Health Benefits of Honey

Honey – Tasty and Healthy

Honey on toast, tea and honey, PP&J with honey, honey glazed ham and honey on oatmeal are just a few of the many ways to serve honey. Who knew that honey has a lower glycemic index (GI) than sugar? There are studies on the health benefits of honey that encompass wound care, allergies, coughs and as a sweet alternative to sugar. One favorite among many families is a hot “health” drink with honey, bourbon or whiskey and lemon offering warm relaxation for medicinal purposes only.

The Seven Wonders of Honey

This pantry staple is much more than a simple sweetener.  A flavor for every palate. With more than 300 varietals in the United States, honey adds its own unique profile to every recipe. Using different varietals usually more robust in flavor. The National Honey Board makes it easy to find varietals in your area with

7 Wonders of Honey to Benefit Health

                 Wonders of Honey for Natural Health

It’s a category unto itself. Honey provides balance to any dish, complementing and enhancing a variety of foods and flavors: sweet, sour, bitter, salty and savory. Honey also masks bitter flavors often found in gluten-free flours.

Locks in moisture. Honey attracts and holds moisture, enhancing freshness and shelf life. Honey’s humectant properties expand from brining on meats to the freshness of cookies. Honey is also the perfect ingredient for gluten-free recipes, giving baked goods added moisture.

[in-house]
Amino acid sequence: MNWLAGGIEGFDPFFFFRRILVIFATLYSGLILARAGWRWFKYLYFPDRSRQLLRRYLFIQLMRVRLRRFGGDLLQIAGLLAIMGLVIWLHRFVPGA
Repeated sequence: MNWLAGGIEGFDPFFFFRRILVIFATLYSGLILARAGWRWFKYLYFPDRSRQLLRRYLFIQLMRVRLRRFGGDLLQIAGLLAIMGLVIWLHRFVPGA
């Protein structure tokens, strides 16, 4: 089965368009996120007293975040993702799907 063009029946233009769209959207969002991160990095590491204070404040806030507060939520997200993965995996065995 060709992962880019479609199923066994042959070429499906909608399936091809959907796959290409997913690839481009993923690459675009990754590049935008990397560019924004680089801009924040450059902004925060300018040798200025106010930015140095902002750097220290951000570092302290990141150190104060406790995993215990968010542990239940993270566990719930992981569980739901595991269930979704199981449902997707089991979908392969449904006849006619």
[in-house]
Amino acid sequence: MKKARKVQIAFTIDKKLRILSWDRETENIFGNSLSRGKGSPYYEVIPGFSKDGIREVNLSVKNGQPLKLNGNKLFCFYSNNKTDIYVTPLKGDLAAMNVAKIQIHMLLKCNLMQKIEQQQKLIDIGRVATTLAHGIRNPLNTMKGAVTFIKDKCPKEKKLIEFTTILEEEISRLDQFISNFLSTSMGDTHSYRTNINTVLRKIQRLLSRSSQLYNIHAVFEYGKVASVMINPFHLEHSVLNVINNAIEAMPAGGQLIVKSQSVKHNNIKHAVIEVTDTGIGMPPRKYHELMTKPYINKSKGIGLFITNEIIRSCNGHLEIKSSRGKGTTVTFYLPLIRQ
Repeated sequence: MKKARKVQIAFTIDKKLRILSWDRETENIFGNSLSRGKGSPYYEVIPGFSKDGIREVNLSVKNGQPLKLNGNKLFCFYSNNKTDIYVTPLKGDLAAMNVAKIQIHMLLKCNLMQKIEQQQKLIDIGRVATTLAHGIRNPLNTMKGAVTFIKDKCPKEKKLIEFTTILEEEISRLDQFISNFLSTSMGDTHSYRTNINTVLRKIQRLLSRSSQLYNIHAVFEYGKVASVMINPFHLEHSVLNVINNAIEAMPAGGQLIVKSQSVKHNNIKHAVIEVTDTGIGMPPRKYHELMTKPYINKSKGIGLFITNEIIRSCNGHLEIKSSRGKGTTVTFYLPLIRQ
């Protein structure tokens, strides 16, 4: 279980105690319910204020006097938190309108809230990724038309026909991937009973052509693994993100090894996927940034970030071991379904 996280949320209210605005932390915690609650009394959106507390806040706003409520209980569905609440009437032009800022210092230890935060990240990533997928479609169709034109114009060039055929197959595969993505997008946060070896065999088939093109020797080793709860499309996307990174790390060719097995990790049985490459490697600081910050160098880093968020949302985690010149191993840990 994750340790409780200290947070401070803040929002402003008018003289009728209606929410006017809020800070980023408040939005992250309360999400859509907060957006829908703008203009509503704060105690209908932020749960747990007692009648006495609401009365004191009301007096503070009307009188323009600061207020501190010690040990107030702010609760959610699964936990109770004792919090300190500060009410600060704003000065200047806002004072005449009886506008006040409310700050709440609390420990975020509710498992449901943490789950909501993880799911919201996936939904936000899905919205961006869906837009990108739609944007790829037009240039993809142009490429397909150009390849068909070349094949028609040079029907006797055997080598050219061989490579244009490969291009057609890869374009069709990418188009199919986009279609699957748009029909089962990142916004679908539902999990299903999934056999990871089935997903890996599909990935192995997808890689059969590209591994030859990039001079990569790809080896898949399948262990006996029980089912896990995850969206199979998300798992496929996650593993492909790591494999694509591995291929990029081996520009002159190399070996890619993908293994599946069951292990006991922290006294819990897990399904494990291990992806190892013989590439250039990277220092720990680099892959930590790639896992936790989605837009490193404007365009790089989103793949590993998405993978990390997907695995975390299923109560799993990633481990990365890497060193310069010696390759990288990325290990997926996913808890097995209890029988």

Emulsifier. Honey acts as a binder and thickener for sauces, dressings, marinades and dips. Honey also helps better blend ingredients like oils and vinegars.

Eye-catching colors. Honey adds a rich golden or amber color to finished foods, making it ideal for browning and glazing. As a result of the natural color and browning to the finished product, when baking, reduce the oven temperature by up to 25 degrees Fahrenheit to prevent over-browning.

Sweet substitutions. Honey can easily be substituted for a granulated sweetener. For sauces, marinades and salad dressings, substitute honey for up to half the granulated sweetener required. In baking, for each cup of honey used, reduce any added liquid by 1/4 cup, add 1/2 teaspoon baking soda and reduce the oven temperature by 25 degrees Fahrenheit.

Extended shelf life and storage. Honey is naturally anti-microbial to resist spoilage, which extends shelf life in baked goods and other items. Not only does honey extend shelf life in recipes, honey also has its own extended shelf life. Honey is best stored in an airtight container at room temperature. If your honey begins to crystallize, don’t throw it out. Just gently heat it and stir periodically until crystals dissolve.

Health Benefits – Glycemic Index of Sugar and Honey


 Honey vs Sugar